Business Groups Bemoan Medicare’s ‘Step Backward’ On Payments Based On Value
The Trump administration’s decision last week to slow down efforts to move to bundled payments for some surgeries has raised concerns. Also, Stat looks at the new Medicare information on hospices
Despite Advance Directive, Dementia Patient Denied Last Wish, Says Spouse
Oregon court says Alzheimer’s patient Nora Harris must be spoon-fed. But her husband says she never wanted to live like this.
First Edition: August 18, 2017
Today’s early morning highlights from the major news organizations.
Medicare Unveils ‘Skeletal’ Site For Hospice Comparison Shopping
This is the first federal website designed to help families choose a hospice, but experts aren’t impressed.
Many Still Sidestep End-Of-Life Care Planning, Study Finds
Only about a third of U.S. adults have advance directives in place to guide the care they receive in the event that they are unable to make their own decisions about life-sustaining medical treatments.
The Next ‘Catastrophic’ Superbug To Worry About Is Perfect Storm Of Scary Characteristics
Scientists are eyeing the invasive fungus warily. In other public health news: gonorrhea, autism, marijuana and DUIs, weight loss, contraception and more.
Research Roundup: Early Hospice Discharges Turn Profits; Integrating Mental Health Care
Each week, KHN compiles a selection of recently released health policy studies and briefs.
Medicare’s Financial Outlook Slightly Improved, Trustees Say
The assessment pushes back the date for the hospital insurance trust fund to go bankrupt by one year. It also says Part B premiums next year will be stable.
Millions Of Kids Fall Outside Senate Plan To Shield Disabled From Medicaid Cuts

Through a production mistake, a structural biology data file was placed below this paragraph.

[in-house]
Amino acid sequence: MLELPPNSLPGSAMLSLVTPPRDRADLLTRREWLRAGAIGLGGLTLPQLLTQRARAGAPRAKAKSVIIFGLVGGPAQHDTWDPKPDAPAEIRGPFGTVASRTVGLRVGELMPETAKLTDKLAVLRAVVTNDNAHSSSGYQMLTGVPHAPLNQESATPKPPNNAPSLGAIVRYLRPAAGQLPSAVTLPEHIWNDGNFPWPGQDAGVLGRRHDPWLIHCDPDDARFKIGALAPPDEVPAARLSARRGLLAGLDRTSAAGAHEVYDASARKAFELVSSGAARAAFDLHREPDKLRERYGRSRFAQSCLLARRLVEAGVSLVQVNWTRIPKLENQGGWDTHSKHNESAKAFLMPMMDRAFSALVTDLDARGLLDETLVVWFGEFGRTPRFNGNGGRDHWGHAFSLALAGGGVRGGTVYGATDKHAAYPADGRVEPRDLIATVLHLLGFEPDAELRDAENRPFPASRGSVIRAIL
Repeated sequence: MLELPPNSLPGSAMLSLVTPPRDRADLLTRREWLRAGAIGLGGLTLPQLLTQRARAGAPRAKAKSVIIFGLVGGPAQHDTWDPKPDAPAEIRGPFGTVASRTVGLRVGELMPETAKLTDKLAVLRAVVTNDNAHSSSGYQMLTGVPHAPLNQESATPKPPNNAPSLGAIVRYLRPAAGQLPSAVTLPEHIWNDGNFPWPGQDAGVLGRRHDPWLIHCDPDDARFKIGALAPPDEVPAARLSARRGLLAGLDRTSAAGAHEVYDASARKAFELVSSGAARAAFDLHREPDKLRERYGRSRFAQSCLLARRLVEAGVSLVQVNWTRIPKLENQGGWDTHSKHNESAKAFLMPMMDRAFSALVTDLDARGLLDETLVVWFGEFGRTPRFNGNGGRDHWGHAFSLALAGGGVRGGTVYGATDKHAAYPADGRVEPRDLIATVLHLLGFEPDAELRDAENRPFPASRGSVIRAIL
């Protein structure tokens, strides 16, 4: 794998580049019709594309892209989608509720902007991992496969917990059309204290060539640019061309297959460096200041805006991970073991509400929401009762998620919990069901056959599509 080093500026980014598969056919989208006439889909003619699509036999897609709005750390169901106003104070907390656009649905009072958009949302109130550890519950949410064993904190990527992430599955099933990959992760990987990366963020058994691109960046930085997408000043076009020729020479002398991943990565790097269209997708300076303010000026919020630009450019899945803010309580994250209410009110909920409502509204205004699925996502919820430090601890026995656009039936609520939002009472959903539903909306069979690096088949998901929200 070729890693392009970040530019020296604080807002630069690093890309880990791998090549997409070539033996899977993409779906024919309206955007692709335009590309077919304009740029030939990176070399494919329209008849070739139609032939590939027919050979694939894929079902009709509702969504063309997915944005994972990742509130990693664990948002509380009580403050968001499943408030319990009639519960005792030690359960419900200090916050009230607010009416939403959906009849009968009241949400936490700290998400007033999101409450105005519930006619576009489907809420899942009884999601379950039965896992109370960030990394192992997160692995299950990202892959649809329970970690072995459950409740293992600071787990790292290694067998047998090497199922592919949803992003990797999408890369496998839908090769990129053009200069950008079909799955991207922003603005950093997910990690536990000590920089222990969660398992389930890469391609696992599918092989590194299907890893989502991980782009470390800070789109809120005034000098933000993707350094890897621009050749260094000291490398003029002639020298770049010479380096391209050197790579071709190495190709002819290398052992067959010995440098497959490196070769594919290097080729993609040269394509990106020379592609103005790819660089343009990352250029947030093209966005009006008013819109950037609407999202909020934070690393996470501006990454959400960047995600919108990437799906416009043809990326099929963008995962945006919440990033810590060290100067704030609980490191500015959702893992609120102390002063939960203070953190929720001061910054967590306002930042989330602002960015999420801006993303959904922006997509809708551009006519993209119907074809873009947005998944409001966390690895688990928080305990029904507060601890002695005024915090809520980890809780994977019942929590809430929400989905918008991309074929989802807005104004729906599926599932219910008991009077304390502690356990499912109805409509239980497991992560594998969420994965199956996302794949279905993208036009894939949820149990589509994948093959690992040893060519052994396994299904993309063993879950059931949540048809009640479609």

The Republican plan to replace Obamacare would reduce federal funding for Medicaid, but senators want to keep current funding levels for children who are blind or have other disabilities. Their proposal, however, would not apply to the majority of those kids.
Feds To Collect More Than $53M From Genesis HealthCare To Settle False Medicare Claim Charges
The nursing home operator strikes a settlement with the Justice Department to end six federal lawsuits and investigations of allegations that the company submitted false claims to Medicare and Medicaid for medically unnecessary therapy, hospice service and substandard care.
Perspectives: Medicaid Costs And Cuts; Should Doctors March On Washington?
Opinion writers examine a variety of issues related to health system reform and current efforts to repeal and replace the Affordable Care Act.
‘How Long Have I Got, Doc?’ Why Many Cancer Patients Don’t Have Answers
Due to poor doctor-patient communication, most people with advanced cancer don’t know enough about their disease to make vital decisions.
California’s Aid-In-Dying Law Turns 1, But Not All Doctors Have Adopted It
At least 500 terminally ill Californians have asked for the medicine that allows them to end their lives, and nearly 500 health organizations have signed on to help.
Influx Of Elderly Patients Forces ER To Practice Comfort Care
Despite a culture clash and lack of time and training, ER doctors see how palliative care averts suffering for elderly patients with serious illnesses.
Perspectives On Obamacare’s Resiliance, The Insurance Market And Access To Care
Editorial writers review the goings on in Washington regarding health policy and the GOP’s repeal-and-replace effort as well as other issues in the health system.
N.C. Medicaid Expansion Bill Seeks To Lend A Hand To ‘Working Adults’
The plan, advanced by four Republicans, faces a tough road in the legislature. Also in Medicaid news, troopers arrest protesters in the Tennessee governor’s office, Connecticut offers long-acting contraceptive options to enrollees after they give birth and enrollees in Oklahoma raise concerns about cutbacks.
Coming Full Circle, Doulas Cradle The Dying
Traditionally there for mothers giving birth, a doula’s role has evolved to comforting seniors facing death.
Hospice Workers Face History Of Neglect In Trying To Overcome African-American Distrust
Stat looks at efforts to tackle the issue of minority access to hospice care as a matter of social justice. In related news stories, former Health and Human Services Secretary Kathleen Sebelius urges doctors to allow patients to drive end-of-life care decisions while researchers study how diet might help ward off Alzheimer’s.